family planning

In the area covered by North Lambeth primary care group, birth rates among girls aged under 16 are the highest in England and Wales, at 640 per cent of average national levels, and 42 per cent of all pregnancies end in abortion (compared with 19 per cent nationally).

North Lambeth is a poor, multicultural, inner city area where 86 per cent of patients attract deprivation payments.

Lambeth, Southwark and Lewisham health action zone has identified sexual health in young people as a priority, and it is also noted as an important equity issue in the local health improvement programme.

Local primary care teams felt that contraceptive services could be improved, and all practices agreed to share data. We carried out a research project in July and August 1998 to support this.

A GP carried out a literature review to identify key quality elements for contraceptive services and an evaluation framework was developed. We then assessed appropriate staff training across the whole primary care team; acceptability of services - especially confidentiality and the choice of a female provider; availability of, and information about, a full range of services; and accessibility in terms of appointment systems and opening times.

Practice managers and senior receptionists were interviewed on the telephone and all 26 practices in the then pilot primary care group were visited. We also analysed routinely available data on prescribing, contraceptive service claims, staffing and practice leaflets.

The findings were in line with other evidence on variation between general practices in inner London. Claims for contraceptive services ranged from between 0 per cent and 75 per cent of women aged under 25 in the practice population. One practice made claims for between 70 and 75 per cent of young women registered with it. All the others made claims for between 20 and 55 per cent of young women registered.

Two of the practices had no female GP or nurse qualified in family planning, and some GPs were fitting fewer coils than the 12 a year recommended as a minimum by the Royal College of Obstetricians and Gynaecologists. Some GPs and and practice nurses were not qualified according to the agreed quality standards.1

Information about contraceptive services in waiting rooms and practice leaflets was generally limited. No leaflet carried information about alternative providers such as family planning clinics and Brook Advisory Service centres. Making appointments for emergency contraception, without breaches of confidentiality, was recognised to be a key issue, especially for reception staff.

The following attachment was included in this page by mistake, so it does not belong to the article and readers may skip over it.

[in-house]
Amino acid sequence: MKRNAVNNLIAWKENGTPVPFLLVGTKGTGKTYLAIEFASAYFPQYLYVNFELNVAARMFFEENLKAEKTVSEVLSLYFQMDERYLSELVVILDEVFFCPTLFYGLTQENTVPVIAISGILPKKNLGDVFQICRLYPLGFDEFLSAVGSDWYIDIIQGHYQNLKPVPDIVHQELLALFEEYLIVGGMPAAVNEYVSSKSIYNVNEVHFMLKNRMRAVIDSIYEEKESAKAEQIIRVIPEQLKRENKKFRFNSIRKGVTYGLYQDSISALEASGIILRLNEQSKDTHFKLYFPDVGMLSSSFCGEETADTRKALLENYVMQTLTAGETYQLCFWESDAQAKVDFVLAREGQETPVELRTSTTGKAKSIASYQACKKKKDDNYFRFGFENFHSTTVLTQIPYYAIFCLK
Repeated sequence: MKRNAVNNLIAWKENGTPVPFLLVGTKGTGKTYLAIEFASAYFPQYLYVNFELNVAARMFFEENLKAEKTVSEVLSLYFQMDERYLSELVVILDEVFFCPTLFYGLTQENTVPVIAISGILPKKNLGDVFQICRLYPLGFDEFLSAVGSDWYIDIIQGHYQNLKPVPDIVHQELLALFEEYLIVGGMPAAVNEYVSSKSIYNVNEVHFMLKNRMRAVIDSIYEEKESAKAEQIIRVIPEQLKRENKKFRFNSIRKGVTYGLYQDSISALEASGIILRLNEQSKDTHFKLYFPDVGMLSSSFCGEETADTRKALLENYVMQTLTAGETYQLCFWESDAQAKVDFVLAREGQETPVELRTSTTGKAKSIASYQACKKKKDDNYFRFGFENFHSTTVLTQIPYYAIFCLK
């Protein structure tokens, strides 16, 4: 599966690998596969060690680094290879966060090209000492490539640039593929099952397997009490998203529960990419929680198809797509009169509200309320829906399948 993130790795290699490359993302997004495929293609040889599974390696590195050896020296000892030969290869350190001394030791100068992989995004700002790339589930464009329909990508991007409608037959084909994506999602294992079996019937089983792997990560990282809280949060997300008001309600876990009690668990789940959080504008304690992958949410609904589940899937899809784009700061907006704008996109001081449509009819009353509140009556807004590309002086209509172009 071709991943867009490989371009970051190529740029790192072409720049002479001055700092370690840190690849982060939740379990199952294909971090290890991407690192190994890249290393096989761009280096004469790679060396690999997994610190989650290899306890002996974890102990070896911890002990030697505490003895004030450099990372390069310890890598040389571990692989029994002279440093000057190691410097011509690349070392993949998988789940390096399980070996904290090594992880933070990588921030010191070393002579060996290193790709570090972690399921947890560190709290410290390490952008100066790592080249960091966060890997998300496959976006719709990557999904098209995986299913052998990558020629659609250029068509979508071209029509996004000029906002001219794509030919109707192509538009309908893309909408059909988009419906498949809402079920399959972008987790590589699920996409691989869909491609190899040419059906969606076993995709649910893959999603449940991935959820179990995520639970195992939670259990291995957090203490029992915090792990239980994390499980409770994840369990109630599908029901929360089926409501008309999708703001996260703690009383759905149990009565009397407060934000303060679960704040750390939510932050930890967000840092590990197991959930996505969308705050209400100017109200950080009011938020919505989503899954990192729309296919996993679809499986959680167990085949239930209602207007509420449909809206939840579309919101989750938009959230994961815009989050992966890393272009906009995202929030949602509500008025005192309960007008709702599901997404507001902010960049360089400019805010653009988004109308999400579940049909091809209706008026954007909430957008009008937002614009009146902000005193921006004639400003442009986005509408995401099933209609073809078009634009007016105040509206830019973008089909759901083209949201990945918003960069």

Results were fed back to each practice at a PCG meeting and the project team has been impressed at how effective this has been at stimulating change.

There is now a real focus on improving sexual health services for young people in North Lambeth. We consider this to be a successful example of clinical governance.

A leaflet detailing local contraceptive services is being developed for use in all practices, and a training programme about confidentiality and emergency contraception for reception staff is being organised in conjunction with the Brook Advisory Service.

A set of core clinical standards has been developed by local primary care representatives and the health authority, with expert advice from family planning clinic staff. These cover confidentiality, staff training, methods of contraception, physical facilities, prescribing, cervical smears and referrals for termination of pregnancy.

The standards have now been agreed by the local medical committee and have been used in North Lambeth for a more extensive survey of family planning services and skills. This achieved a response rate of 80 per cent from practices in two weeks.

More detailed analysis of prescribing data has been carried out, and a further review of all of the results is scheduled for later this year.


1 Mawer C. Clinical Standards for Family Planning Services. Lambeth, Southwark and Lewisham health authority, 1998.

Dr Caroline Mawer is a consultant in public health medicine (primary care) at Lambeth, Southwark and Lewisham health authority. Dr Cari Free is a GP in Lambeth and research associate at the department of general practice and primary care, Guy's, King's and St Thomas' medical school. Sheeylar Macey is a practice nurse and North Lambeth PCG board member.